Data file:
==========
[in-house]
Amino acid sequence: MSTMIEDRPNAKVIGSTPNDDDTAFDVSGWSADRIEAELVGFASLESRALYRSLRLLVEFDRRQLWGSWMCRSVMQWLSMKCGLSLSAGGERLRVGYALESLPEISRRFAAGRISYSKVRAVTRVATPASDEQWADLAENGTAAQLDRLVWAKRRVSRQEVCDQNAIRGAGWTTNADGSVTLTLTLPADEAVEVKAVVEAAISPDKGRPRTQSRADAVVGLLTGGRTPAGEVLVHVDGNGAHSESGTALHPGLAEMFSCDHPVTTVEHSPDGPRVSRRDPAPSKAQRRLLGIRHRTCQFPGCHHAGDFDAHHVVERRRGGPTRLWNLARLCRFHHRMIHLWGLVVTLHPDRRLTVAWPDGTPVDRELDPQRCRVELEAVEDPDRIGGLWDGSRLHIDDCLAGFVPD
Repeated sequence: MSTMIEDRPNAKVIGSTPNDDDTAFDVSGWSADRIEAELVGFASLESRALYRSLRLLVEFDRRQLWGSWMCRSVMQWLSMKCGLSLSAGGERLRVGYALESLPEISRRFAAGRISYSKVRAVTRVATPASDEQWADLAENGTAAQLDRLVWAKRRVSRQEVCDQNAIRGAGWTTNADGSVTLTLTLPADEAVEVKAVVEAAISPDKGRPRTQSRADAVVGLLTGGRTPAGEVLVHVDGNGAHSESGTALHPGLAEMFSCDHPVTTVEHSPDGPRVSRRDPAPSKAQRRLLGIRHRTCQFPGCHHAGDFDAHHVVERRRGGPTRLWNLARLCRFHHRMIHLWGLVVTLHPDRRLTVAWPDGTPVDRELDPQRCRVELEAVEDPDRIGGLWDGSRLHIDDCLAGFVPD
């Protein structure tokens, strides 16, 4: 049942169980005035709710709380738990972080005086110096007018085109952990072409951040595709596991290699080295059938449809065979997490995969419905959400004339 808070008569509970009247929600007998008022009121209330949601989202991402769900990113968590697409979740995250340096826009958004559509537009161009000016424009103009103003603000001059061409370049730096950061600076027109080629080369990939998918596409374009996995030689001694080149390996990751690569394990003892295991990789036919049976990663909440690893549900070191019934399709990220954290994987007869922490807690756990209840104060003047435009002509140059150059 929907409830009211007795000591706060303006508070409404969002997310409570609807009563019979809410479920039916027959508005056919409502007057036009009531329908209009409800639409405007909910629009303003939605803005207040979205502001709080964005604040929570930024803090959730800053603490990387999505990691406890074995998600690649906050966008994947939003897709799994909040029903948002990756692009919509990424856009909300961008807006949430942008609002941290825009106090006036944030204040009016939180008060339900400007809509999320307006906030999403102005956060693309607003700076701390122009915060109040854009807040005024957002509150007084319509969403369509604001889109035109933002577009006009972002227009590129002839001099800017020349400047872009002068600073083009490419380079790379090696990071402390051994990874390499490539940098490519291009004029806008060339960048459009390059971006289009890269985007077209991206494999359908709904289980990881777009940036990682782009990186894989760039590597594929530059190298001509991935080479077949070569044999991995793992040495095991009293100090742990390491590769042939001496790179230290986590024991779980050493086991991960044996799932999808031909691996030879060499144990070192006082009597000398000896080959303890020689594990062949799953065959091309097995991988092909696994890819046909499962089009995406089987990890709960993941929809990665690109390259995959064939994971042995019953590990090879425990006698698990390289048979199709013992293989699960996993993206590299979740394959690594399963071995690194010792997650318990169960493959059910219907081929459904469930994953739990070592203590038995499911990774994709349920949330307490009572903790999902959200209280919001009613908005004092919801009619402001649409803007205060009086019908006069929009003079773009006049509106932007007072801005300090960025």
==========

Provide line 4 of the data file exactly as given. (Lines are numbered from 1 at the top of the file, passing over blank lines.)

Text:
């Protein structure tokens, strides 16, 4: 049942169980005035709710709380738990972080005086110096007018085109952990072409951040595709596991290699080295059938449809065979997490995969419905959400004339 808070008569509970009247929600007998008022009121209330949601989202991402769900990113968590697409979740995250340096826009958004559509537009161009000016424009103009103003603000001059061409370049730096950061600076027109080629080369990939998918596409374009996995030689001694080149390996990751690569394990003892295991990789036919049976990663909440690893549900070191019934399709990220954290994987007869922490807690756990209840104060003047435009002509140059150059 929907409830009211007795000591706060303006508070409404969002997310409570609807009563019979809410479920039916027959508005056919409502007057036009009531329908209009409800639409405007909910629009303003939605803005207040979205502001709080964005604040929570930024803090959730800053603490990387999505990691406890074995998600690649906050966008994947939003897709799994909040029903948002990756692009919509990424856009909300961008807006949430942008609002941290825009106090006036944030204040009016939180008060339900400007809509999320307006906030999403102005956060693309607003700076701390122009915060109040854009807040005024957002509150007084319509969403369509604001889109035109933002577009006009972002227009590129002839001099800017020349400047872009002068600073083009490419380079790379090696990071402390051994990874390499490539940098490519291009004029806008060339960048459009390059971006289009890269985007077209991206494999359908709904289980990881777009940036990682782009990186894989760039590597594929530059190298001509991935080479077949070569044999991995793992040495095991009293100090742990390491590769042939001496790179230290986590024991779980050493086991991960044996799932999808031909691996030879060499144990070192006082009597000398000896080959303890020689594990062949799953065959091309097995991988092909696994890819046909499962089009995406089987990890709960993941929809990665690109390259995959064939994971042995019953590990090879425990006698698990390289048979199709013992293989699960996993993206590299979740394959690594399963071995690194010792997650318990169960493959059910219907081929459904469930994953739990070592203590038995499911990774994709349920949330307490009572903790999902959200209280919001009613908005004092919801009619402001649409803007205060009086019908006069929009003079773009006049509106932007007072801005300090960025």